Where & How To Get Birth Control During A Pandemic

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Where & How To Get Birth Control During A Pandemic
Health And Wellness

Birth control is essential healthcare, too!

Quarantined couples are finding themselves with a lot more free time and might just be making use of one particular bedroom activity to occupy it. You catch my drift?

This has sparked a lot of conversation about relationships and sex during coronavirus. Nothing makes me think “Yikes” more than the chat about whether or not coronavirus will produce a baby boom in 9 months.

If the assumption is that this pandemic will cause us to through all of our family planning concerns out the window, I have to politely disagree. I don’t know about you, but nothing about spending endless hours quarantining with a partner would make me think about starting a family.

In light of this, I’m here to give you a friendly reminder that you still have options.

Where and how can you get birth control during the pandemic?

RELATED: A Guide To The Best Birth Control For Every Type Of Woman

Birth control is a necessary form of healthcare, no matter your political stance. You don’t have to think twice about whether or not you should contact a health professional with your queries.

With many women wondering how to get birth control, especially now that many local doctors offices have closed, there are resources available.

Many PlannedParenthoods are operating during this time, and you can use their website to find your local center should you require any of their services. Also, in case you didn’t already know, many pharmacies such as CVS will deliver prescriptions straight to your door.

The good news is that accessing birth control is easy and safe to do during this time. 

If you’re unsure of how to go about getting contraception, here are your birth control options and how to access them during the coronavirus pandemic.

Birth Control Pill, Patch or Ring

If you use any of these methods for contraception or are looking to start one of them, the same rules apply for all three.

Each of these barrier methods releases hormones that will prevent pregnancy and are so straightforward to use that they are among the most popular birth control options.

If your prescription is set to expire, it should be pretty clear for your doctor or nurse to refill it and send it straight to your local drugstore without you having to go to an appointment. You can even ask for an extra 1-3 month's supply to stock up so you don’t have to frequent a pharmacy. 

RELATED: How Antibiotics & Grapefruit Affect Your Birth Control, Plus 5 Other Things To Know When Using Hormonal Contraception

Birth Control Shot

This shot injects the hormone progestin into your body, which prevents ovulation. The shots last for about 12-13 weeks, and after this time you must get another shot from your doctor or nurse.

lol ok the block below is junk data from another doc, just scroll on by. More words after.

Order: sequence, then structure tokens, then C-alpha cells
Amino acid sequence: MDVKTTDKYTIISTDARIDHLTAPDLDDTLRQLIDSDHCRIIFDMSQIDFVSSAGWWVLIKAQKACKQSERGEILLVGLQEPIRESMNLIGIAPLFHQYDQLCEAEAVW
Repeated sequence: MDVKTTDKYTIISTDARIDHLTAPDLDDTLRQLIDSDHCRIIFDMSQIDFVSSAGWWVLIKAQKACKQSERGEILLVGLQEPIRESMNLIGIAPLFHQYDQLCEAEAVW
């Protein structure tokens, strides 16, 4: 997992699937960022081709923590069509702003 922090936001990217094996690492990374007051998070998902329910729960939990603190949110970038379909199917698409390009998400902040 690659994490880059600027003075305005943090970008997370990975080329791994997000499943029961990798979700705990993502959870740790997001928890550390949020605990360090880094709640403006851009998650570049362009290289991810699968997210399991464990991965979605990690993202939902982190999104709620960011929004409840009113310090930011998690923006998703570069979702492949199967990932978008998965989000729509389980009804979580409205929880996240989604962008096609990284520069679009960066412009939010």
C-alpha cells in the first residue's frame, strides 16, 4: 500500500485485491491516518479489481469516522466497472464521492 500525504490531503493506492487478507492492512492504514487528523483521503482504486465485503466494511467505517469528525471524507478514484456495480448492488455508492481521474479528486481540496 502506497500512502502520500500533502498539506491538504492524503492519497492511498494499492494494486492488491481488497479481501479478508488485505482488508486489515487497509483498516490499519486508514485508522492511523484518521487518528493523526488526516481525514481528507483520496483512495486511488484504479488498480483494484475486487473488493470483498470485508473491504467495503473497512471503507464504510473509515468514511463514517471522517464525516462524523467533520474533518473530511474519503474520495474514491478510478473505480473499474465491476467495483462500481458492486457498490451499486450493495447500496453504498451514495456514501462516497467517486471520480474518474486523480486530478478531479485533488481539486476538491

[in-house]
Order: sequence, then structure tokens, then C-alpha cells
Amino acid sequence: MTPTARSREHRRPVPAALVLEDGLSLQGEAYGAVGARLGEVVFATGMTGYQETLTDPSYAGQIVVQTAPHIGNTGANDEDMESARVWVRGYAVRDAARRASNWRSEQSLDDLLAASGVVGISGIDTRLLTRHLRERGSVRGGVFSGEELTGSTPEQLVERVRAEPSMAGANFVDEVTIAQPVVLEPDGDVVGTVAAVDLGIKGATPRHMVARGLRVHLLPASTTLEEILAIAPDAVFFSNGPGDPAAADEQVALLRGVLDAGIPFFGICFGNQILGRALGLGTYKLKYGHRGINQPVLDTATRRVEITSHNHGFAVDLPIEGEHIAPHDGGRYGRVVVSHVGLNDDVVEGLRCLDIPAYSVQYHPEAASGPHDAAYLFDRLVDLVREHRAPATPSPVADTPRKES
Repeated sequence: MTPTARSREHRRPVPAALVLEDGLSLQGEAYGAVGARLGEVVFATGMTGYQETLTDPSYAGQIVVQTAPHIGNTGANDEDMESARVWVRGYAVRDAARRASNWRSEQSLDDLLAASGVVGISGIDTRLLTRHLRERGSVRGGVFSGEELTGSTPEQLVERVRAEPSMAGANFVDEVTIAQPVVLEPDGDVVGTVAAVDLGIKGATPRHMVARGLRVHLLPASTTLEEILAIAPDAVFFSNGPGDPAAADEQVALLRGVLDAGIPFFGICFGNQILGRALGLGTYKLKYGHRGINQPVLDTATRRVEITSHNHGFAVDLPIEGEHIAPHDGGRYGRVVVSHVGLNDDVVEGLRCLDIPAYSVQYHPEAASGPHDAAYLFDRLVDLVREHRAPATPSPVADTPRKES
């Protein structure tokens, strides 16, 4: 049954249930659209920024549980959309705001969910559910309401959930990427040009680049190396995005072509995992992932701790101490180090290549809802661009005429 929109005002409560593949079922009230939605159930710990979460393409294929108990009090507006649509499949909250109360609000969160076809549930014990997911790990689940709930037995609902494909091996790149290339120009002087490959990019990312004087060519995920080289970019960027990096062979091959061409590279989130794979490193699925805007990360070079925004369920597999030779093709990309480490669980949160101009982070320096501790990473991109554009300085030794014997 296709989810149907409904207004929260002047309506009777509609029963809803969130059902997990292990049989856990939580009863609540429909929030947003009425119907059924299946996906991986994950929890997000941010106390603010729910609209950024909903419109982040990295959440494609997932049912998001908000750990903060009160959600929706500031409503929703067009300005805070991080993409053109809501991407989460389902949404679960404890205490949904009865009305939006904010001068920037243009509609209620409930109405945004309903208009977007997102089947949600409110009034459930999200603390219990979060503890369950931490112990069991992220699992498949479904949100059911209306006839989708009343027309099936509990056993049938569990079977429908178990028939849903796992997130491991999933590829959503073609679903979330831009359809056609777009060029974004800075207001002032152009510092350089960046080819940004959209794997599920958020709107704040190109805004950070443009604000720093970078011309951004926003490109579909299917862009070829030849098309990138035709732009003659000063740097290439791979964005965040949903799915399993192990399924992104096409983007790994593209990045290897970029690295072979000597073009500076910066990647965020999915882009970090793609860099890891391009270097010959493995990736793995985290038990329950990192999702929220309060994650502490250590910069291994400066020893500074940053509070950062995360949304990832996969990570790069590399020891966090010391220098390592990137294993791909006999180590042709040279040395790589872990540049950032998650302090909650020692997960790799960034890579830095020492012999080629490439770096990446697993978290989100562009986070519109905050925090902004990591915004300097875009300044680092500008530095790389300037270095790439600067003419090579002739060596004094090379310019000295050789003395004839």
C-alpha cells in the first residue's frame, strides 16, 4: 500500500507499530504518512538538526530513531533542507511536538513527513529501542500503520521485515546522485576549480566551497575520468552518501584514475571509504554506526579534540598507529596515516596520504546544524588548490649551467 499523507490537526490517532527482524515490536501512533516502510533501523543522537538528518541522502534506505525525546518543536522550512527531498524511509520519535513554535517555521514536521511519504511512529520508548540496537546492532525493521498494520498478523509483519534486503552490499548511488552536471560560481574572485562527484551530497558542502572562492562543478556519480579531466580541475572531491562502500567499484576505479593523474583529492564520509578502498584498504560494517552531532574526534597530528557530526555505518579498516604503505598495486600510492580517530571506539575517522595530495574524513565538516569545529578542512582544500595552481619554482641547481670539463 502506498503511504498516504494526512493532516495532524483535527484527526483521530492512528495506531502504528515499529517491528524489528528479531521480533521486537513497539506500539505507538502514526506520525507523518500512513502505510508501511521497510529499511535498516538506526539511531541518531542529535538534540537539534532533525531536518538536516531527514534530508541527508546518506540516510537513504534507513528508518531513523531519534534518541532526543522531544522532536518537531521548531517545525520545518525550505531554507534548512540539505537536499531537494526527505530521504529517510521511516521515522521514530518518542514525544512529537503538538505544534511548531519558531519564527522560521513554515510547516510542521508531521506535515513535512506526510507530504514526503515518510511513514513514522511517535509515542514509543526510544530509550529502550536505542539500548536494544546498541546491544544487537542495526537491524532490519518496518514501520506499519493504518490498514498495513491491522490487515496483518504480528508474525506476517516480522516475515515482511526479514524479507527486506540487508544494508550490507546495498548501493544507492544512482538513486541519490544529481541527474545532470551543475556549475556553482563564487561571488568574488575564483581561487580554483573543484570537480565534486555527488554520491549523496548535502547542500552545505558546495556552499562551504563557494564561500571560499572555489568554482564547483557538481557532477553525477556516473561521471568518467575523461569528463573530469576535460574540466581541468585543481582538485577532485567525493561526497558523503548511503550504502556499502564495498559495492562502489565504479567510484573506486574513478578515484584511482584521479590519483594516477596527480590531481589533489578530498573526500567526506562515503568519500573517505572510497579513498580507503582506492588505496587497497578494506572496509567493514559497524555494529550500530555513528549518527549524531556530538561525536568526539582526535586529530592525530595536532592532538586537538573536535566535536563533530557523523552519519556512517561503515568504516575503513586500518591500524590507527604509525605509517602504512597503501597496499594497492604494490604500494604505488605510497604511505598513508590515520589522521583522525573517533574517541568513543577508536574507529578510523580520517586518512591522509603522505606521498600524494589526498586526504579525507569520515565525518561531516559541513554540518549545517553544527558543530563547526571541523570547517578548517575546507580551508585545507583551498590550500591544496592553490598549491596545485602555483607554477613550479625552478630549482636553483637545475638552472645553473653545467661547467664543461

Make sure to call your healthcare provider to schedule this shot, as most routine procedures like this will still be carried out despite the pandemic. Lots of pharmacies, PlannedParenthood centers, and walk-in clinic can also administer these shots if your doctor is too far away.

You may even be able to get a supply of shots that you can use at-home, so ask your doctor about your options. 

Birth Control Implant or IUD

These are great get-it-and-forget-it methods, but you need to be extra careful if your IUD or implant is expiring soon. Quick trips to the doctor are not as easy these days.

The IUD is inserted into the uterus, and the implant releases hormones that prevent pregnancy through a bar in your arm. They last for several years depending on which brand and method you choose, and recent studies show that they may last longer than what your doctor originally told you.

Call the doctor who placed your implant/IUD if you think it's due to expire. They will make any necessary arrangements to give you a replacement or alternative.

RELATED: How To Get Your Favorite Type Of Birth Control Online (Yes, Really)

The Morning-After Pill

If you’ve had unprotected sex and aren;t using any birth control method (or if it has expired), you can still access emergency contraception. Pharmacies are still open and ready for your request.

If you don’t feel comfortable leaving the house, many will even allow you to order it online, so you may not have to speak to anyone. Just make sure the pill will be delivered to you in time for it to be effective — usually, they can work for up 72 hours after intercourse. 

New Contraception Requests

If you have never or aren't currently using any birth control methods, you may find yourself wanting to access a prescribed barrier method.

Your doctor should be able to call or video chat with you to discuss your options and find a method that's best suited to your needs. Where possible, they will send a prescription to your local drugstore or send you a birth control method directly.

If your chosen method isn't accessible at this time (new implants and IUDs are difficult to access), they will suggest an effective alternative until it's safe to start your chosen method.

Remember that doctors are still just a call away and are ready to answer your queries about any health issues, not just those related to the pandemic.

As an extra precaution, make sure you and your partner are well-stocked on condoms so you have protection in case your birth control expires. You can easily order condoms online or pick them up from a drugstore, gas station, or grocery store.

And, as a bonus, these will prevent STIs whereas birth control does not.

RELATED: The Best Birth Control For Controlling Your Menstrual Cycle

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Alice Kelly is a writer with a passion for lifestyle, entertainment, and trending topics. 

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